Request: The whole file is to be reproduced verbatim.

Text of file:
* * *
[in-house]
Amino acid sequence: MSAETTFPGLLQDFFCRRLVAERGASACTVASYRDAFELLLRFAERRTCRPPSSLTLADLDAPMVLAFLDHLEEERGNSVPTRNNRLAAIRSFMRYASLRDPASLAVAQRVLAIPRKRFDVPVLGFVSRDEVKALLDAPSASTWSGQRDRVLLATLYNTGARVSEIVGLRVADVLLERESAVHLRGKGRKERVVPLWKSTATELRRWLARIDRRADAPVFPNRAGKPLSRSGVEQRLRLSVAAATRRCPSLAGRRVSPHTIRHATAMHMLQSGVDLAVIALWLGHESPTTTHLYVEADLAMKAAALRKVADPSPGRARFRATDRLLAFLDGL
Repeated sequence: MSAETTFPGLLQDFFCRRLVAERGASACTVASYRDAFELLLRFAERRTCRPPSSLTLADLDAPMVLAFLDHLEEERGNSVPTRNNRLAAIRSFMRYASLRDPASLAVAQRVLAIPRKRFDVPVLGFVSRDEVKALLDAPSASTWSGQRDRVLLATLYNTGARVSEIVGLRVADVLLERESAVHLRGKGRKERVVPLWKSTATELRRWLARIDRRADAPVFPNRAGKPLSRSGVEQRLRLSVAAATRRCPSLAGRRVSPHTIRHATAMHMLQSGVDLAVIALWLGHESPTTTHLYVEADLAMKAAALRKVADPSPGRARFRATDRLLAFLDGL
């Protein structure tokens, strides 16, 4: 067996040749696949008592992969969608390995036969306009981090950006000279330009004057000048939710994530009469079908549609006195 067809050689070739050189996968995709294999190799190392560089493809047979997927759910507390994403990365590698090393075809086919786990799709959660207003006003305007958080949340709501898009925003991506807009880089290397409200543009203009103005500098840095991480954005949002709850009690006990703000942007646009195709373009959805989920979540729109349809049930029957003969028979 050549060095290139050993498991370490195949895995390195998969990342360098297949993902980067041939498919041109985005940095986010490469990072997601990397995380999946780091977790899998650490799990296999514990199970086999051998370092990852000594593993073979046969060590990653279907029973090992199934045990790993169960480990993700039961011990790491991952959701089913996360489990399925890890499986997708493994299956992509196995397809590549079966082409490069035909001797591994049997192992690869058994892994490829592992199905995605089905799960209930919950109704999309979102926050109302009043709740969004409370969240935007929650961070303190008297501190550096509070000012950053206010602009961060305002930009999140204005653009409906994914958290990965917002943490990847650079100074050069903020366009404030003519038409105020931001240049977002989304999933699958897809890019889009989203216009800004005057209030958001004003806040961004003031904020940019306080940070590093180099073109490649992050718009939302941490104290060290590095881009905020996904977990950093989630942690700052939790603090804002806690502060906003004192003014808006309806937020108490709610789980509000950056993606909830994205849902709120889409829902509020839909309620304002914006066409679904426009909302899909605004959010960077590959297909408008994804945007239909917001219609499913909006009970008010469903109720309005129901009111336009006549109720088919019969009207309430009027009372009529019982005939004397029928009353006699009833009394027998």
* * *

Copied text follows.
[in-house]
Amino acid sequence: MSAETTFPGLLQDFFCRRLVAERGASACTVASYRDAFELLLRFAERRTCRPPSSLTLADLDAPMVLAFLDHLEEERGNSVPTRNNRLAAIRSFMRYASLRDPASLAVAQRVLAIPRKRFDVPVLGFVSRDEVKALLDAPSASTWSGQRDRVLLATLYNTGARVSEIVGLRVADVLLERESAVHLRGKGRKERVVPLWKSTATELRRWLARIDRRADAPVFPNRAGKPLSRSGVEQRLRLSVAAATRRCPSLAGRRVSPHTIRHATAMHMLQSGVDLAVIALWLGHESPTTTHLYVEADLAMKAAALRKVADPSPGRARFRATDRLLAFLDGL
Repeated sequence: MSAETTFPGLLQDFFCRRLVAERGASACTVASYRDAFELLLRFAERRTCRPPSSLTLADLDAPMVLAFLDHLEEERGNSVPTRNNRLAAIRSFMRYASLRDPASLAVAQRVLAIPRKRFDVPVLGFVSRDEVKALLDAPSASTWSGQRDRVLLATLYNTGARVSEIVGLRVADVLLERESAVHLRGKGRKERVVPLWKSTATELRRWLARIDRRADAPVFPNRAGKPLSRSGVEQRLRLSVAAATRRCPSLAGRRVSPHTIRHATAMHMLQSGVDLAVIALWLGHESPTTTHLYVEADLAMKAAALRKVADPSPGRARFRATDRLLAFLDGL
């Protein structure tokens, strides 16, 4: 067996040749696949008592992969969608390995036969306009981090950006000279330009004057000048939710994530009469079908549609006195 067809050689070739050189996968995709294999190799190392560089493809047979997927759910507390994403990365590698090393075809086919786990799709959660207003006003305007958080949340709501898009925003991506807009880089290397409200543009203009103005500098840095991480954005949002709850009690006990703000942007646009195709373009959805989920979540729109349809049930029957003969028979 050549060095290139050993498991370490195949895995390195998969990342360098297949993902980067041939498919041109985005940095986010490469990072997601990397995380999946780091977790899998650490799990296999514990199970086999051998370092990852000594593993073979046969060590990653279907029973090992199934045990790993169960480990993700039961011990790491991952959701089913996360489990399925890890499986997708493994299956992509196995397809590549079966082409490069035909001797591994049997192992690869058994892994490829592992199905995605089905799960209930919950109704999309979102926050109302009043709740969004409370969240935007929650961070303190008297501190550096509070000012950053206010602009961060305002930009999140204005653009409906994914958290990965917002943490990847650079100074050069903020366009404030003519038409105020931001240049977002989304999933699958897809890019889009989203216009800004005057209030958001004003806040961004003031904020940019306080940070590093180099073109490649992050718009939302941490104290060290590095881009905020996904977990950093989630942690700052939790603090804002806690502060906003004192003014808006309806937020108490709610789980509000950056993606909830994205849902709120889409829902509020839909309620304002914006066409679904426009909302899909605004959010960077590959297909408008994804945007239909917001219609499913909006009970008010469903109720309005129901009111336009006549109720088919019969009207309430009027009372009529019982005939004397029928009353006699009833009394027998």